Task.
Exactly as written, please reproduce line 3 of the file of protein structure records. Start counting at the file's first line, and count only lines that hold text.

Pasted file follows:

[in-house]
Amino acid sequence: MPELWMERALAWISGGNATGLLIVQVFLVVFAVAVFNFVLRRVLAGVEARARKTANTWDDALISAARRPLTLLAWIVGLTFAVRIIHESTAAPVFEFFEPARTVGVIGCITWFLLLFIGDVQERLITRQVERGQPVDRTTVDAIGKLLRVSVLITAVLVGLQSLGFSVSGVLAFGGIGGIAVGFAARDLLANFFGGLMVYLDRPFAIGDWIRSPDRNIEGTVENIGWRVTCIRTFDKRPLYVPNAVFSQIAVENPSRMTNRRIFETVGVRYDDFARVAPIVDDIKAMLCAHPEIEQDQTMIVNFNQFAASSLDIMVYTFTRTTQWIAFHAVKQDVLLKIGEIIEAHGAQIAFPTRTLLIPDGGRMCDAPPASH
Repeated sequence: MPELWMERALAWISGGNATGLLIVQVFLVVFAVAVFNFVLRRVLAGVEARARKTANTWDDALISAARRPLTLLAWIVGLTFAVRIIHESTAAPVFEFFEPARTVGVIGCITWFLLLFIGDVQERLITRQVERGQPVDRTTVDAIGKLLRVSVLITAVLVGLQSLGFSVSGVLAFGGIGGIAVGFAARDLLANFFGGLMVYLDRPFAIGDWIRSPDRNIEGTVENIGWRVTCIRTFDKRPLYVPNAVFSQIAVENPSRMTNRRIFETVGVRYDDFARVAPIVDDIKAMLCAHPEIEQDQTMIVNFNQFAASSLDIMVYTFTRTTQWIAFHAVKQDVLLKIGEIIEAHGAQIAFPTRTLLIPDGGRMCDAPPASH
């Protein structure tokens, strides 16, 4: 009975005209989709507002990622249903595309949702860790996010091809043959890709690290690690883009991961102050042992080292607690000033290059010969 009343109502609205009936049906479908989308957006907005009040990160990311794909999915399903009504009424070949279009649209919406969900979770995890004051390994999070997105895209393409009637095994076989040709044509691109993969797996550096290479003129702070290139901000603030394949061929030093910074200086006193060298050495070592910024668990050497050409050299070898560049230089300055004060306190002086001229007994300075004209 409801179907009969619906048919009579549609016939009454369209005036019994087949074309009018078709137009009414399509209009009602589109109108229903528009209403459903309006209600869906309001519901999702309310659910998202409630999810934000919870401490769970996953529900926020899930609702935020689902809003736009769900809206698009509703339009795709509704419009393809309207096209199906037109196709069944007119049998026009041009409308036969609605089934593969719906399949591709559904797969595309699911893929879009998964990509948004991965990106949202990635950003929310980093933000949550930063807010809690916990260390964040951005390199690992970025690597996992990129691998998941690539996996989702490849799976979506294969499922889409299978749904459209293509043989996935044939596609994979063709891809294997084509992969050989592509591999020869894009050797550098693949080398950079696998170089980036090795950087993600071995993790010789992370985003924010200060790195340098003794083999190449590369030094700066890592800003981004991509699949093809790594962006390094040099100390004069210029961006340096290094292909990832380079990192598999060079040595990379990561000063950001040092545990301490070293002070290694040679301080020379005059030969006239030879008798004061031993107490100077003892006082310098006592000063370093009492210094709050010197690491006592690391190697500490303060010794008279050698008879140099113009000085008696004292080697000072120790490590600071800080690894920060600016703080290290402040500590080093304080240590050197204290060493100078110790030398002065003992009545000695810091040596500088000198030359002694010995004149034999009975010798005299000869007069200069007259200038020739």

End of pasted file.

Repeated sequence: MPELWMERALAWISGGNATGLLIVQVFLVVFAVAVFNFVLRRVLAGVEARARKTANTWDDALISAARRPLTLLAWIVGLTFAVRIIHESTAAPVFEFFEPARTVGVIGCITWFLLLFIGDVQERLITRQVERGQPVDRTTVDAIGKLLRVSVLITAVLVGLQSLGFSVSGVLAFGGIGGIAVGFAARDLLANFFGGLMVYLDRPFAIGDWIRSPDRNIEGTVENIGWRVTCIRTFDKRPLYVPNAVFSQIAVENPSRMTNRRIFETVGVRYDDFARVAPIVDDIKAMLCAHPEIEQDQTMIVNFNQFAASSLDIMVYTFTRTTQWIAFHAVKQDVLLKIGEIIEAHGAQIAFPTRTLLIPDGGRMCDAPPASH